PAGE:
There lies a lot of opportunities in the domain of financial risk management using behavioural finance. Though the implication of this concept has various challenges due to randomness and complexity yet it can be accomplished when the researchers and corporate leaders will work together in the right direction. We are heading towards a more complex world where simple answers are not suitable anymore. We will have to develop an ecosystem to sustain and grow in future.
One can refer to works of researchers like Professor Robert Shiller, Daniel Crosby, Kahneman and Tversky, etc for more understanding on the subject and topic of behavioural finance. This is a potential field waiting to get explored to its core. A lot of new developments can be seen in this direction in the upcoming time.
Few lingering questions which every common investor has in his mind are how can the stock markets and the economy growth move in the opposite direction? Will the market crash due to poor economic growth anytime?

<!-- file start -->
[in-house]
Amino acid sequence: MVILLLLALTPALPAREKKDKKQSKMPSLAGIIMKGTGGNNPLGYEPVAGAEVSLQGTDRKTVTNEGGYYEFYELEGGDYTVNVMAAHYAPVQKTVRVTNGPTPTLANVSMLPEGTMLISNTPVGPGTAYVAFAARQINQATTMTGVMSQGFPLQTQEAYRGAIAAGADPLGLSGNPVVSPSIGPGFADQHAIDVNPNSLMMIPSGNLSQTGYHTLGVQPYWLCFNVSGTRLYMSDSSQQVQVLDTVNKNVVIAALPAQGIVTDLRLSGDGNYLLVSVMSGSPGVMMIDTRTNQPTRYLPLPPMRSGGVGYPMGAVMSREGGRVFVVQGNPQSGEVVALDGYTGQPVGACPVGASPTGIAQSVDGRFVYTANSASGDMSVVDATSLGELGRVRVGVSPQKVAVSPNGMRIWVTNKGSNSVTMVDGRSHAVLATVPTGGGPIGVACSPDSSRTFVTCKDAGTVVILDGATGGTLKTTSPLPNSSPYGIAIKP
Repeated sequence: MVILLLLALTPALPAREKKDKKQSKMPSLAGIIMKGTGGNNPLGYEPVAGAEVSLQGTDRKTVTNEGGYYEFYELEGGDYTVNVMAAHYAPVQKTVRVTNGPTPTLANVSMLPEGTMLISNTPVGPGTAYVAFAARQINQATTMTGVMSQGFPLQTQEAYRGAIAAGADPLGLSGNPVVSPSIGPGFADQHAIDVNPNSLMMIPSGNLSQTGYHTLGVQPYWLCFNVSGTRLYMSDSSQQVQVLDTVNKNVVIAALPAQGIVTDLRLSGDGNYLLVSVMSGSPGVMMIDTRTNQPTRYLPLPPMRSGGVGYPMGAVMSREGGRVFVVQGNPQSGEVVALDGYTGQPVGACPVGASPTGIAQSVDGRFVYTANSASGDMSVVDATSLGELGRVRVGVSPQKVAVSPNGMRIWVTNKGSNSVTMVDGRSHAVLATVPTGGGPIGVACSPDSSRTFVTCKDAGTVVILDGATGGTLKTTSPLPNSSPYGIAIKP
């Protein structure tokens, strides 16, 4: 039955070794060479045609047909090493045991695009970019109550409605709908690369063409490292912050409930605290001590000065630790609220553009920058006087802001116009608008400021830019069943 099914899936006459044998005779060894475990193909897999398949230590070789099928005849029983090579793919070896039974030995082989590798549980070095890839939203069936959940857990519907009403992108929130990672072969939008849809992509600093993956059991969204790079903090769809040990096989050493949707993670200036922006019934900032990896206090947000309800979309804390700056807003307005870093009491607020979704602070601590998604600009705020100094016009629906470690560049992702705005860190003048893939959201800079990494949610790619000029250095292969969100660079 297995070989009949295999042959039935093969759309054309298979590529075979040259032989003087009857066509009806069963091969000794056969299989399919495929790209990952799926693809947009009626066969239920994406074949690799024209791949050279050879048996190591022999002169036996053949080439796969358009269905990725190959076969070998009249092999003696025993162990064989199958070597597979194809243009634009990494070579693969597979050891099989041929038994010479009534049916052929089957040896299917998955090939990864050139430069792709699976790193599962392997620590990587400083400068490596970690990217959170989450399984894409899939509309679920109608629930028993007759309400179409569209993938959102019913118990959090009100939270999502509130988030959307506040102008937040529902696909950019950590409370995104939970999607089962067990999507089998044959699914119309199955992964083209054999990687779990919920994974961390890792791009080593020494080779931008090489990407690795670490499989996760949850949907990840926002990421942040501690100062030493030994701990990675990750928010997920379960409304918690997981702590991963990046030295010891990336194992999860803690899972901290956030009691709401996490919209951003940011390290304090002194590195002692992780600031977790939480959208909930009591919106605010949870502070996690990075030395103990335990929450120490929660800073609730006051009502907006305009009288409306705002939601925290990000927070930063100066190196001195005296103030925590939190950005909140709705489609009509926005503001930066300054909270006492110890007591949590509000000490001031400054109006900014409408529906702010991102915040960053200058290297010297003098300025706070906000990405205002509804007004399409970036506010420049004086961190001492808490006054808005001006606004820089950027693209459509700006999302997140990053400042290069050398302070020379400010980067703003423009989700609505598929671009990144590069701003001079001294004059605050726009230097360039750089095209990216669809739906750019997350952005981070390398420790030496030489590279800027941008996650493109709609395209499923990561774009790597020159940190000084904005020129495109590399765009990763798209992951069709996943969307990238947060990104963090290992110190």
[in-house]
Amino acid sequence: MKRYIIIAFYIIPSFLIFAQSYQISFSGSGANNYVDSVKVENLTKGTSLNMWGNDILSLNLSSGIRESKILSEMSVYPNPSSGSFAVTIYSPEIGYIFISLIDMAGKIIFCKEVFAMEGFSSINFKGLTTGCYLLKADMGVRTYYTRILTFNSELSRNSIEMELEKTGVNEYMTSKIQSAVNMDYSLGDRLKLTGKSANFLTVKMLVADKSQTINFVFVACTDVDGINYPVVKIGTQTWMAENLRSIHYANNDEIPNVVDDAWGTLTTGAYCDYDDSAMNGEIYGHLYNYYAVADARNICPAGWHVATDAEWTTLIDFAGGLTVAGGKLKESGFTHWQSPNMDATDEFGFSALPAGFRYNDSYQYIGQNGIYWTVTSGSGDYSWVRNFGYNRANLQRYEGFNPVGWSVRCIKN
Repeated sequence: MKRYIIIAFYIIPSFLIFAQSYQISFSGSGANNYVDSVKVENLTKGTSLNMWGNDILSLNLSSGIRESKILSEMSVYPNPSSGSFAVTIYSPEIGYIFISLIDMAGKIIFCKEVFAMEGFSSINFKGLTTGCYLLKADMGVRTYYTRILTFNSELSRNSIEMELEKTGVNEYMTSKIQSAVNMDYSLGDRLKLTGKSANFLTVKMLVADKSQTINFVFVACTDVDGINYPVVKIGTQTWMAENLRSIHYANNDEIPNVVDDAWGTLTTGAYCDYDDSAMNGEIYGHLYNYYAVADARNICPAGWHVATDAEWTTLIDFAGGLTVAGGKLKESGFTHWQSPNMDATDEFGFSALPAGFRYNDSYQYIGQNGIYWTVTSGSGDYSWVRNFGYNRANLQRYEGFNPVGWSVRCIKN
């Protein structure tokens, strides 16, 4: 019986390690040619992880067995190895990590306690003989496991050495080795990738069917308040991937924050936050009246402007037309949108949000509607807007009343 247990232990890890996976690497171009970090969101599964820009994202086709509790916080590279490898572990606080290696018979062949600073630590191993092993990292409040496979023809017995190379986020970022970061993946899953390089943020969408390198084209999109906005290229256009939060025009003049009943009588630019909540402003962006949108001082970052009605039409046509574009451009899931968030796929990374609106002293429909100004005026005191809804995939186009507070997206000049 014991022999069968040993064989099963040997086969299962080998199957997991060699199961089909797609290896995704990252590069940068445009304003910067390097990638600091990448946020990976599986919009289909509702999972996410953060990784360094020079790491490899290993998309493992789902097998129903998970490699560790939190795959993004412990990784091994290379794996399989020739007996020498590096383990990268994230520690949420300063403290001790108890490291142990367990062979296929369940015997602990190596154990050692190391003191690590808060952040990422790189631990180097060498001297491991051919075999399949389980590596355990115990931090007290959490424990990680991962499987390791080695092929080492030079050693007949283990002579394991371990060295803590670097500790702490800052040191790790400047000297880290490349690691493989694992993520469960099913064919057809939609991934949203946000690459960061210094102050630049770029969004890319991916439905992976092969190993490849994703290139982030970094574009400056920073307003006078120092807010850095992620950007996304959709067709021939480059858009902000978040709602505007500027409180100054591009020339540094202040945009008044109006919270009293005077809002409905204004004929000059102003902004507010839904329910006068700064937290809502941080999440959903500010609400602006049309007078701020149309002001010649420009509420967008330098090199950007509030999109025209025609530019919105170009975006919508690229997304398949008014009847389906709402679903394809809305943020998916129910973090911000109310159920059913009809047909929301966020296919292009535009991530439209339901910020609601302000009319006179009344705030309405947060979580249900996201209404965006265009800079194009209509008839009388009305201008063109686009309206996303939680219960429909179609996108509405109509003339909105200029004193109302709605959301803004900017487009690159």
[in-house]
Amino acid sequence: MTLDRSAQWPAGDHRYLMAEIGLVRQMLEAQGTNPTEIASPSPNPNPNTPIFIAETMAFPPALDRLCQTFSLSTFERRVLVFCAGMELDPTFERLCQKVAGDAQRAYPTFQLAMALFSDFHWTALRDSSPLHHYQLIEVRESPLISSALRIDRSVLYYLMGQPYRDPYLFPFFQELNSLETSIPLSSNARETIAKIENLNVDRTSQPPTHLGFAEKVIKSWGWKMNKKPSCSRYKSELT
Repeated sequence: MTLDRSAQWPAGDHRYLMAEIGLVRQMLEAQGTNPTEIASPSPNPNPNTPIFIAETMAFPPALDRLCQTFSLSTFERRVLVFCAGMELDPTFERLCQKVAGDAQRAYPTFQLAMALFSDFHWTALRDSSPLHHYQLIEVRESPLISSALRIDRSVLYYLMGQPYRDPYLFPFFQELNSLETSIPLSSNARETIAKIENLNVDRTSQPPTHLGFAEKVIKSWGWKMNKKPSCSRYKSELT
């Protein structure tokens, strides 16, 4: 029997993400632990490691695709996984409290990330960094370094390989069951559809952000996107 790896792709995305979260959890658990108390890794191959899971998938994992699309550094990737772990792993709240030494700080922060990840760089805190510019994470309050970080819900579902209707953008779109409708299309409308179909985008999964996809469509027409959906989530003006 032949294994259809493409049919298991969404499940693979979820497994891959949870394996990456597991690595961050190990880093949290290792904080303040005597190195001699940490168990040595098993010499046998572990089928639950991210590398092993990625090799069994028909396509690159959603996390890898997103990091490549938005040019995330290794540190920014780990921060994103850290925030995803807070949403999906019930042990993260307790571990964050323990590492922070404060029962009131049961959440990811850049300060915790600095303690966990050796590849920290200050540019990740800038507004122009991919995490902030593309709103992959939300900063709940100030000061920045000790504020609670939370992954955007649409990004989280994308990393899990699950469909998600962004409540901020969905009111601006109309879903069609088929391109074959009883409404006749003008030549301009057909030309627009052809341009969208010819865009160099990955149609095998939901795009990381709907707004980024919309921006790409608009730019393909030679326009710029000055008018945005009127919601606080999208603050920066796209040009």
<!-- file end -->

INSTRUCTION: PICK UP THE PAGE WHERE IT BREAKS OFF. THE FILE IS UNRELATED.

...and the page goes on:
While the Covid-19 pandemic forced all economic activities to a total halt, pushing major economies into a recession, the markets around the world on the other hand had a mixed response showing a steep fall during the initial pandemic breakout and steadily recovering over time to race all-time highs in Indian and US exchanges.
The empirical analysis of the annual GDP growth rate and the historical market performance of leading stock exchange indices of major countries such as USA, Japan, China, and India respectively over the decade show little correlation between the growth of countries’ GDP and performance of stock markets.